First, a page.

3. Sabotage. Sabotage everything. Their protests, their social events, their rituals…their relationships. Sabotage them physically, sabotage them magically. Block them at protests. Blast distractingly loud noises in the vicinity of their rituals. Curse them liberally.

Dear fellow Pagan and polytheist progressives:

If we do these things, we become what we are trying to fight.

ETA 8/30: Sarenth has a detailed breakdown of exactly why these strategies are horrifying.

I do not particularly appreciate that Sarenth is lumping people like me in with people who advocate that, but I understand why that’s how that post is written. The people who advocate that claim to be speaking for the entirety of left, liberal, and progressive Paganism and polytheism—and those of us who fall somewhere under that LLPPP umbrella and who find those strategies appalling aren’t speaking loud enough to drown the left-fascists out.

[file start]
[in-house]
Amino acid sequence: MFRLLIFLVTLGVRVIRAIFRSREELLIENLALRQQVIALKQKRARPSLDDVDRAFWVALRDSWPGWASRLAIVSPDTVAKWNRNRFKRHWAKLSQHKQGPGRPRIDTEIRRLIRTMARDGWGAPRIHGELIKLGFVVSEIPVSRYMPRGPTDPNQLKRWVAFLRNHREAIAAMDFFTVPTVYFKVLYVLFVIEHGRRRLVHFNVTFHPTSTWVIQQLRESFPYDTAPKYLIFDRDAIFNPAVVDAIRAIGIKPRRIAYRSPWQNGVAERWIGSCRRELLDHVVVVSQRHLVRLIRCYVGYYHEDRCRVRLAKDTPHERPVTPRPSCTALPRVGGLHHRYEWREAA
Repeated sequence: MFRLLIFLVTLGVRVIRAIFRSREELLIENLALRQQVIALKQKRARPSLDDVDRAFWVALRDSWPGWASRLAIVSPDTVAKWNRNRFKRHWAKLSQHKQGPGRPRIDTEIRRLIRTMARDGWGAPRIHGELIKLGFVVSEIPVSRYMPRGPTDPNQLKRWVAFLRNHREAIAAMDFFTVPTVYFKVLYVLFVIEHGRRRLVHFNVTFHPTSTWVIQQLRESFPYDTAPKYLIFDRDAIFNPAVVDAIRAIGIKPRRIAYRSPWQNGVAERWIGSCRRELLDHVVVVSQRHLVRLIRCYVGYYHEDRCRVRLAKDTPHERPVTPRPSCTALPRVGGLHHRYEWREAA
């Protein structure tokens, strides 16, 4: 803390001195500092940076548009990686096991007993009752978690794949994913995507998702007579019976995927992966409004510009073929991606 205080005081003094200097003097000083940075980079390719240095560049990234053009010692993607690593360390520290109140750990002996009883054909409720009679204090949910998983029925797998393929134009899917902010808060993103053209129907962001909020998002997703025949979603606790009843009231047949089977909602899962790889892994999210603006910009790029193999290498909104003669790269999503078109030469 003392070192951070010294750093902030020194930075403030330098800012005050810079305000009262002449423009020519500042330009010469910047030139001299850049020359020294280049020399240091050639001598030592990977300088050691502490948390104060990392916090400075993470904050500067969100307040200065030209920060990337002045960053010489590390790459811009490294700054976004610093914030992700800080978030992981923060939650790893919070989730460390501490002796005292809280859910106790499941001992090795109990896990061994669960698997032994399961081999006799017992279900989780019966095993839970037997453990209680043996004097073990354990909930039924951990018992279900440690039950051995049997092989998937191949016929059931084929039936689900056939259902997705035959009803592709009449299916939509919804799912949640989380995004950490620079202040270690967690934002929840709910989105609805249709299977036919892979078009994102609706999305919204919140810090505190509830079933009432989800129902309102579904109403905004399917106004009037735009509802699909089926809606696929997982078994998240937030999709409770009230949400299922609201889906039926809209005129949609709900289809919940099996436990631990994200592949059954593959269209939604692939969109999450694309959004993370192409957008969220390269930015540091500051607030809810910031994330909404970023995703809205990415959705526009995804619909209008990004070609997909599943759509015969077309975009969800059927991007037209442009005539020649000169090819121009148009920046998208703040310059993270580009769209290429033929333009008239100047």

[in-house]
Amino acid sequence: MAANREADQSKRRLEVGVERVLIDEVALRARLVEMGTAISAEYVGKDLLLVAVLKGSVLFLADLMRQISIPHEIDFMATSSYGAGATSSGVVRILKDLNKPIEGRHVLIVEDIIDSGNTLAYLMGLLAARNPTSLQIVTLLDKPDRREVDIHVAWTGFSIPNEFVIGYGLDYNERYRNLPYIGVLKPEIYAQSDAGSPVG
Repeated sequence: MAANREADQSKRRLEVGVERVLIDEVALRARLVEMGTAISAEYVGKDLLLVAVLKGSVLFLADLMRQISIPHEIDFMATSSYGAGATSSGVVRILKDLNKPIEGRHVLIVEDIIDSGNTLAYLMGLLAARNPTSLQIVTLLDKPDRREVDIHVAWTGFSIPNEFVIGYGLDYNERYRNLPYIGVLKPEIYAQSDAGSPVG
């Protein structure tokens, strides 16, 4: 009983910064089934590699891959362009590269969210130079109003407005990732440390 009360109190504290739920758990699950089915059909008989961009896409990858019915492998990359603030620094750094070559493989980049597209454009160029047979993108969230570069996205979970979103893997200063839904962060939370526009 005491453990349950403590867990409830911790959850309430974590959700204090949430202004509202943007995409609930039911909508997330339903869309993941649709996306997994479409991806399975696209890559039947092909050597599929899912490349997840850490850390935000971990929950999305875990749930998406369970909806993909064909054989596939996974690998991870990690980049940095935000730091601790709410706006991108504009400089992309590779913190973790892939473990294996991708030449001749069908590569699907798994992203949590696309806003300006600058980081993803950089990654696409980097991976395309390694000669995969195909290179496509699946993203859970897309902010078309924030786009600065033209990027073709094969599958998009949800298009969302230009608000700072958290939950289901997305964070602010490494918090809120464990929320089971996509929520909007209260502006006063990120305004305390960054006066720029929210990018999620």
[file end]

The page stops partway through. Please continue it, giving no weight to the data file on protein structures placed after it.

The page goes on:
The Mousai Titanides

The Mousai Titanides are hardly spoken of; their nieces (or, perhaps, daughters) the Olympian Muses are far better known. Calliope and Clio are recognized names; Melete and Aoide, unfamiliar.

Perhaps there are three of these Elder Muses, perhaps four: certainly there are five names between the two groupings. I mostly honor the three: Melete, Mneme, and Aoide, whose names mean Practice, Memory, and Song. The other two names, joining Melete and Aoide without Mneme when there are four altogether, are Arkhe, Beginning, and Thelxinoe, Charming the Mind.

A poet might honor Thaleia and never Melpomene, except when honoring the nine Olympian Muses all together, on account of writing comic works, never tragic. A writer of historical fiction might care only for Kleio; a dancer only for Terpsikhore. But all of these artists might do better to honor the Mousai Titanides as well. After all, what is art without the practice of craft, the memory of how to craft well, and the inspiration—the song—that sets the artist in motion? Indeed, what is art without at last beginning to set words or notes or paint on paper, in order to achieve charming the mind of the audience?